Tountas et al. stated that planning for HP should consider factors like support and acceptance of the hospital to institute HP principles regarding the viewpoints and benefits of various involved personnel, availability of reliable documents of the patients, and providing activities related to health problems of the patients and personnel [25]. The authorities of this hospital can use the barriers and facilitators of the standards of HPHs identified in this study. The hospital can improve health promotion standards by establishing specific programs on HPHs [26], special funding and training experienced people in the field of health promotion activities [27], encouraging cooperation between the other health service providers and NGOs, measuring the satisfaction of the patients, making the policies transparent, involving the personnel and the patients [27,28,29,30].

Also, considering these factors in planning and promoting health at the center, it can reduce costs, mortality and disabilities, as well as increase the level of satisfaction of visitors to the center [2, 30, 31]. Yaghoubi et al. when developing a conceptual model for hospitals committed to the HP, also stated that before developing the HP policies, they must have a good knowledge about the surrounding society, such as community’s epidemiological situatio, an appropriate assessment to differentiate the needs of the culture conflicts and the values ​​of different groups of people in the community. They need to design a system for assessing and developing Health promotion. Also, they have to assess social and health Issues and the pattern of diseases in the community. So that, the programs and health promotion projects based on community needs would be implement [32].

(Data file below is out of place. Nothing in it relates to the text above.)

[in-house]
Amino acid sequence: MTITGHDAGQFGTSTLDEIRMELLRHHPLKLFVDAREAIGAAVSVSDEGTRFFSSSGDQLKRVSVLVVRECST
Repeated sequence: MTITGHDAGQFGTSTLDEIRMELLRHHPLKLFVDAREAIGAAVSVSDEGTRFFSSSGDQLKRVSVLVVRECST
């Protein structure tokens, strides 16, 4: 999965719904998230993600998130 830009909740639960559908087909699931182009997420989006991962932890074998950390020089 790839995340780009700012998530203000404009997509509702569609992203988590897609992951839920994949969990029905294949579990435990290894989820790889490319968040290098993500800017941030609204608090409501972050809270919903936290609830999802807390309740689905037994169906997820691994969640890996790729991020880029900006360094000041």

However, there are also a number of limitations to the study including: the assessment of HPHs standards only in a public health center. Participants in this study were selected on a convenience basis and the lack of motivation among personnel such as low knowledge about HPH and HP interventions, the lack of key individuals’ participation as well.


Since the most important dimension of HP standards is the Management policy, which affects the other dimensions too, the authorities of the studied hospital should be more involved in the HP activities. Considering the fact that of the nearly 1000 hospitals of the country, only five hospitals are member of the International Network of Health Promoting Hospitals and Health Services, and as the results of the studies show the almost all Iranian hospitals suffer from the same problems in this regard, the findings of this study can be applied in other hospitals too.